becoming a reader

I started to love to read right around 5th or 6th grade. There were no big readers in my house, no bookshelves stuffed with titles. I remember my mother telling me once that she struggled to be able to read at all because she needed glasses that her family could not afford for a very long time. She never developed the habit, she said. Her brother did. I remember visits from Uncle Cliff. He was usually the first one out of bed and I would often find him at the kitchen table with morning coffee and a book. Fantasy and science fiction, I think. (Fantasy is my favorite genre.)

The first book I remember loving was Elizabeth’s George’s The Witch of Blackbird Pond. It was assigned reading for school and I was as surprised that the school assigned the book as I was that I enjoyed it so much. I don’t remember any other book from that time, but I have vivid memories of sitting on the swing in the backyard reading this one. It wasn’t until high school, when I had more freedom to wander into a school library, that I really developed my love of reading. I still read sitting on the back swing, and also on the front stoop, and in bed, and sitting in the back of Dad’s pickup truck parked in the driveway during the week, and at the park, and . . . well, you know.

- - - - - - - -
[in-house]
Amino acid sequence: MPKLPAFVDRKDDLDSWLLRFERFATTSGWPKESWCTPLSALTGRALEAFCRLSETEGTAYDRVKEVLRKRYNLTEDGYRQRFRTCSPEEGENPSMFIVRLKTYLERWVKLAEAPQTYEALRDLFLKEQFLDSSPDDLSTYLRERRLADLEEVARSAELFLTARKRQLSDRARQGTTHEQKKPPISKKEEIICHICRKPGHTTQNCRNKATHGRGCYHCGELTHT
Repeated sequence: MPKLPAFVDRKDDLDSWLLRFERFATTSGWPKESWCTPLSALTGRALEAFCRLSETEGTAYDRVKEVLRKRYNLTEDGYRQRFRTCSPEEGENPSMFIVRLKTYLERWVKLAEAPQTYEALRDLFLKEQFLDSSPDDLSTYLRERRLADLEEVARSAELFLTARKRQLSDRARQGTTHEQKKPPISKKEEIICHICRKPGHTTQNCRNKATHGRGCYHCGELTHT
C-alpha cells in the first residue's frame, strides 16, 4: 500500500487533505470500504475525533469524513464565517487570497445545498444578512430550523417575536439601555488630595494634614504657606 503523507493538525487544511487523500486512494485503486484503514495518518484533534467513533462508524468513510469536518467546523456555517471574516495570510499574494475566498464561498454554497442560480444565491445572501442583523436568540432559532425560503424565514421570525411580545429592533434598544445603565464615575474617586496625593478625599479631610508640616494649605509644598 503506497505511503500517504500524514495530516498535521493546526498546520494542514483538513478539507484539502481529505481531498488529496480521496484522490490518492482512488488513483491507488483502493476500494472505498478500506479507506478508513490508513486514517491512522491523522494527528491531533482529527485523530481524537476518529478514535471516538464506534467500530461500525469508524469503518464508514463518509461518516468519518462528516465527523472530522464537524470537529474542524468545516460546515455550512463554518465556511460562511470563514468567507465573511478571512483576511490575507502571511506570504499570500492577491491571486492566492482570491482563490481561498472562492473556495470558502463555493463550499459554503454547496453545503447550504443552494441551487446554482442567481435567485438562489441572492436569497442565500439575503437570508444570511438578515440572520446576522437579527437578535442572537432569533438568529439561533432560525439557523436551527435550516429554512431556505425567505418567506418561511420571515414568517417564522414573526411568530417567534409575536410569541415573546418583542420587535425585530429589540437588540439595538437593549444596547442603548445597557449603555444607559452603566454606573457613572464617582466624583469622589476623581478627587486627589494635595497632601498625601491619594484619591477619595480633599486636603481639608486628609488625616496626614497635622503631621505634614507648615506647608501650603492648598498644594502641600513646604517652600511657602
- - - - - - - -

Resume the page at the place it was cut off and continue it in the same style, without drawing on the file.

My delayed start as a reader reminds me of the importance of giving kids access to books. I think this year I’m going to be more willing to lose books from the classroom library. Last year I set aside a box of “take home” books but there were so many great titles in the library that kids wanted to savor. I want kids to know they can borrow books, take the time to fall in love with them. So, we’ll set some time right at the beginning of the year for lessons on how to take care of books, how to find them and reshelve them so others can find them, how to put them in your backpack to minimize damage to the cover, how to budget time to finish a popular book to give someone else a chance with it. And I’ll brace myself to deal with torn covers and lost titles.

If I truly think kids should read self-selected titles, if I want to develop a reading culture where kids anticipate getting a copy of a popular book at least as much as they anticipate Pizza Friday, then I need give them access.

I want one of my students to have a memory of savoring a great book while swinging in their backyard.

Heads up to my DonorsChoose community, I may need to request a lot of new books next year.